Written with Angell’s usual economy and intelligence, and with a tact that matches its subject’s reticence, this look at an...

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A PITCHER’S STORY

INNINGS WITH DAVID CONE

A look at the life, last Yankee season, and psyche of an elder statesman of the pitching rubber.

Ever since Cone joined the New York Mets in 1987, he has been one of the most interesting, frustrating, and formidable pitchers in either league. He helped the Mets rumble to a divisional title in 1988, only to collapse against the Dodgers in the league championship series. Tarred with a reputation for hard living and dangerous high jinks, Cone was traded away from the Mets in 1992—and landed with the Yankees in 1995. His dramatic Bronx career included a wrenching loss to the Mariners in the first round of the playoffs, seven no-hit innings and a World Series–saving win against the Braves in 1996, and a perfect game against the Montreal Expos in 1999. New Yorker baseball writer Angell chronicles Cone’s career in the context of his gut-wrenching, heartbreaking 2000 season, his last with the Yankees. Interspersed with the story of his increasing frustration over what would become a 4–14 record and the Yankees’ own lackadaisical slide into the playoffs are chapters on his Kansas City childhood and his domineering father Ed, his early career in the Kansas City Royals’ farm system, his bittersweet Mets years, his return to New York as a Yankee, his work as a players’ union representative, and his decision this year to go to spring training with the Boston Red Sox. Throughout, Angell provides insight into the psychology of pitchers and the mechanics of the slider, the wild escapades of young ballplayers on their own for the first time, the ambivalent feelings of the rich sons of working-class fathers, and the void left by the loss (at an age when most people are only hitting their stride) of the skills of a champion—and, finally, of the game itself.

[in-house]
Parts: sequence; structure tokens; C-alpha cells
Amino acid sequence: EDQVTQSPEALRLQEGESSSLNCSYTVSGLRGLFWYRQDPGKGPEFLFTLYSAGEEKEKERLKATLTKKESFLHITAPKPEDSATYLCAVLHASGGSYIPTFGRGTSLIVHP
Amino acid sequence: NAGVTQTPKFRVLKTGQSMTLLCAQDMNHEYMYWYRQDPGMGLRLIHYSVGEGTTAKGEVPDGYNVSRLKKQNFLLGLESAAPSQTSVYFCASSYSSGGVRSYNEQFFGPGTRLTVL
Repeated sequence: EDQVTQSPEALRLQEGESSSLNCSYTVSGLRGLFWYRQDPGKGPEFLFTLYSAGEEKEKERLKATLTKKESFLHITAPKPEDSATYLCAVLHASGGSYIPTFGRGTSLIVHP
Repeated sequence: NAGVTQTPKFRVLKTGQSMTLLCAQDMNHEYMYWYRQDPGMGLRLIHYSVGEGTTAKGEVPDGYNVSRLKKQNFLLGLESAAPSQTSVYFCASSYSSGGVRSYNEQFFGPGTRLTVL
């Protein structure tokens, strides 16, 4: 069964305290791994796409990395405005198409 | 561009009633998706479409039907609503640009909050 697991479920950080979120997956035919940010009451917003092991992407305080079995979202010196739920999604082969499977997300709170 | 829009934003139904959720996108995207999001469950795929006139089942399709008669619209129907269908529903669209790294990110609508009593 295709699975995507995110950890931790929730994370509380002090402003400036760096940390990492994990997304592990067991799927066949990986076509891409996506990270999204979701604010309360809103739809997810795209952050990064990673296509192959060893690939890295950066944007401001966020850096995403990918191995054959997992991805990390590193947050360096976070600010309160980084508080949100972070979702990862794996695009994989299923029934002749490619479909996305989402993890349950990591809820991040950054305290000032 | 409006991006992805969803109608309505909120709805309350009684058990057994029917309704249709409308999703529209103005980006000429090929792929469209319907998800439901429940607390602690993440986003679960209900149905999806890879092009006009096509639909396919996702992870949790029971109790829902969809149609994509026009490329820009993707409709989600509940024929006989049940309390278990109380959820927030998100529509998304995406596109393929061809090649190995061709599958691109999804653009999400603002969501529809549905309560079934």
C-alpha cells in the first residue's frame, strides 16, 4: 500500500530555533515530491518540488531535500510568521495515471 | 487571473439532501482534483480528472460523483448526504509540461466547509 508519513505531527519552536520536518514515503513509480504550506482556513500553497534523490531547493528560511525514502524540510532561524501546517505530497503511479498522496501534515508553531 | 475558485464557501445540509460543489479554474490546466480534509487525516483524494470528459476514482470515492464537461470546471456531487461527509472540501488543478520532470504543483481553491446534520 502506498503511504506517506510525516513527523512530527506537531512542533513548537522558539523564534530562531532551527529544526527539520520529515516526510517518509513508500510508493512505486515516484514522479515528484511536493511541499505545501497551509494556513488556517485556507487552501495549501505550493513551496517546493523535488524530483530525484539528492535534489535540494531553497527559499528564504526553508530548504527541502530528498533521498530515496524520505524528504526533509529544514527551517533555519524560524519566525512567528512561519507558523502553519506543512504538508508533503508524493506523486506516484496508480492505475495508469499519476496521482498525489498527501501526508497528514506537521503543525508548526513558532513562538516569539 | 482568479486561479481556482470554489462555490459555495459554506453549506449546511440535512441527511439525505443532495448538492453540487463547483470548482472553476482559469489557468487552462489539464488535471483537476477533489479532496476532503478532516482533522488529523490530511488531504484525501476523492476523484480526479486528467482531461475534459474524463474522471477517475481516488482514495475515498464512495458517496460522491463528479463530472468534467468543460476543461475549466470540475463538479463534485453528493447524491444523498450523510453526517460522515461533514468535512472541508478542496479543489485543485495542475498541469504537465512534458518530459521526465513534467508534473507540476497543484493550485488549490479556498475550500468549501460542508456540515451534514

Written with Angell’s usual economy and intelligence, and with a tact that matches its subject’s reticence, this look at an unusual baseball life will appeal to all students of the game—even those who have little use for the Yankees.

Pub Date: May 23, 2001

ISBN: 0-446-52768-8

Page Count: 304

Publisher: N/A

Review Posted Online: May 20, 2010